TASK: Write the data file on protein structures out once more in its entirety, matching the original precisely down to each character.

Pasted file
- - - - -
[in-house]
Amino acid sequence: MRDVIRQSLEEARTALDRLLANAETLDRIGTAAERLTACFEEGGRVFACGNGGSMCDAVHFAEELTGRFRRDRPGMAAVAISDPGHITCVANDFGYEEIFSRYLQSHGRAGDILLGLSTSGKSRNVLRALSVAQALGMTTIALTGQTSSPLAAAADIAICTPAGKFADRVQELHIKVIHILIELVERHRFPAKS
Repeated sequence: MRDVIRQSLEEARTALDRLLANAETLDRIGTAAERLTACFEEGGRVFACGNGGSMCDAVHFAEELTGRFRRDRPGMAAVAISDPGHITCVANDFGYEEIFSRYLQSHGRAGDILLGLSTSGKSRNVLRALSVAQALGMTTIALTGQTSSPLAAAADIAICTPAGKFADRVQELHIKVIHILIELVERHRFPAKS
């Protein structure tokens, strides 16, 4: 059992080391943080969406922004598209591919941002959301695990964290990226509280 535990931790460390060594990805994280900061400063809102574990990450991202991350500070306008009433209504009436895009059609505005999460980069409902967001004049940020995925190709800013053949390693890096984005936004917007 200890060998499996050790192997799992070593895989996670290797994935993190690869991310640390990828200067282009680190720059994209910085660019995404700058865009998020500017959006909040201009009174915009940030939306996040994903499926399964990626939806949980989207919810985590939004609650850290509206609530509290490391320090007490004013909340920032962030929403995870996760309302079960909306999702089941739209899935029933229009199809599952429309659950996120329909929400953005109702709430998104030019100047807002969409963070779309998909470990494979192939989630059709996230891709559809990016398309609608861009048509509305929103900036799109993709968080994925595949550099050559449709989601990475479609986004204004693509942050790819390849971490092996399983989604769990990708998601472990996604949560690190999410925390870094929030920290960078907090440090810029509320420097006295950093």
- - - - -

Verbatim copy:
[in-house]
Amino acid sequence: MRDVIRQSLEEARTALDRLLANAETLDRIGTAAERLTACFEEGGRVFACGNGGSMCDAVHFAEELTGRFRRDRPGMAAVAISDPGHITCVANDFGYEEIFSRYLQSHGRAGDILLGLSTSGKSRNVLRALSVAQALGMTTIALTGQTSSPLAAAADIAICTPAGKFADRVQELHIKVIHILIELVERHRFPAKS
Repeated sequence: MRDVIRQSLEEARTALDRLLANAETLDRIGTAAERLTACFEEGGRVFACGNGGSMCDAVHFAEELTGRFRRDRPGMAAVAISDPGHITCVANDFGYEEIFSRYLQSHGRAGDILLGLSTSGKSRNVLRALSVAQALGMTTIALTGQTSSPLAAAADIAICTPAGKFADRVQELHIKVIHILIELVERHRFPAKS
């Protein structure tokens, strides 16, 4: 059992080391943080969406922004598209591919941002959301695990964290990226509280 535990931790460390060594990805994280900061400063809102574990990450991202991350500070306008009433209504009436895009059609505005999460980069409902967001004049940020995925190709800013053949390693890096984005936004917007 200890060998499996050790192997799992070593895989996670290797994935993190690869991310640390990828200067282009680190720059994209910085660019995404700058865009998020500017959006909040201009009174915009940030939306996040994903499926399964990626939806949980989207919810985590939004609650850290509206609530509290490391320090007490004013909340920032962030929403995870996760309302079960909306999702089941739209899935029933229009199809599952429309659950996120329909929400953005109702709430998104030019100047807002969409963070779309998909470990494979192939989630059709996230891709559809990016398309609608861009048509509305929103900036799109993709968080994925595949550099050559449709989601990475479609986004204004693509942050790819390849971490092996399983989604769990990708998601472990996604949560690190999410925390870094929030920290960078907090440090810029509320420097006295950093």